Yes I meet Mr. James Jones through my college internship at CJC. Real outstanding man to single handedly turn his life around and have helped so many countless people. CJC and Mr. Jones are a huge positive to the community. I think our criminal justice system needs more positive restorative justice systems in America like CJC.

Anonymous said...

The Community Justice Center (CJC) is the essence of Restorative Justice. CJC is a result of a man that saw the harm he did to his victims, i.e. direct, family and community and had the realization that he could do something to make a difference for others. First it was working with youth through a prgrom called Youth Violence Alternative Project through LAP. The bulk of those youth are now productive citizens that serve in our military and have gone on to college. Ideally some individuals just need a light bulb to go off and look at the whole picture. Keep on, keeping on CJC. I have belief in the next 10 years this program will be at the national level for others to follow.

Suzi said...

I met James Jones and his family about three years ago. J.J. is a man of integrity and morals, and should be proud of his accomplishments. I worked for the Dept of Corrections for ten years, and learned that "once a criminal, always a criminal" does not always apply!

Congratulations, J.J. on a job well done.

Dave said...

Chief, how are things working in the department with the rebanding?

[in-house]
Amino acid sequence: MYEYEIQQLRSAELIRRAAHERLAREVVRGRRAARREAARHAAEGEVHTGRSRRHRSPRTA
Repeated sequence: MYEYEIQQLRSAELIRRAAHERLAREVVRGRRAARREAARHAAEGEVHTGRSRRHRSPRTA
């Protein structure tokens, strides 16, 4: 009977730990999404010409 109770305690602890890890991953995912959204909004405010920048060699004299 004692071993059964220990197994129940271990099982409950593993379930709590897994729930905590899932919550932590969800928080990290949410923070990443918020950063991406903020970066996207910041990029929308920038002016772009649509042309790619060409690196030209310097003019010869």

I know this happened Monday, and in just casual listening, communications seem to be full of static.

Is this being noticed by Officers and Dispatchers or is it just unique to us scanner listeners?

Anonymous said...

I spent ten years working as a CO at the Pen. One of my coworkers made the observation once that most of the inmates were there because of their play habits not their work habits. I think he nailed it. One other thing that became obvious to me over the years is that you should pick your friends very carefully. That is one of the hardest lessons a young person has to learn.

Gun Nut

Tom Casady said...


It went fine, and I don't think most of our personnel even realized that at 1000 hours on Monday, everything jumped to a new set of channels. We have had a handful of stragglers whose portalbe radios were not reprogrammed, despite repeated advisements, but that was quickly remedied.

I have Scanner Radio Pro on my Android Phone, and 5-0 Radio HD on my iPad. The feed for both is, and there are all sorts of artifacts right now, including lots of static and data bursts. I'm guessing that whoever's providing that feed will be trying to improve it as time goes on. Rest assured, it's not on our side.

Dave said...

Good to hear that the rebanding went off as smooth as it did. I know many other communities didn't have as much luck with it.

You mentioned Radio Reference and the live feed. Is there much opinion within the department about having that feed online? I was approached about carrying it, but I declined to carry it, as I didn't want to paint a target on my back, more than I already have anyway.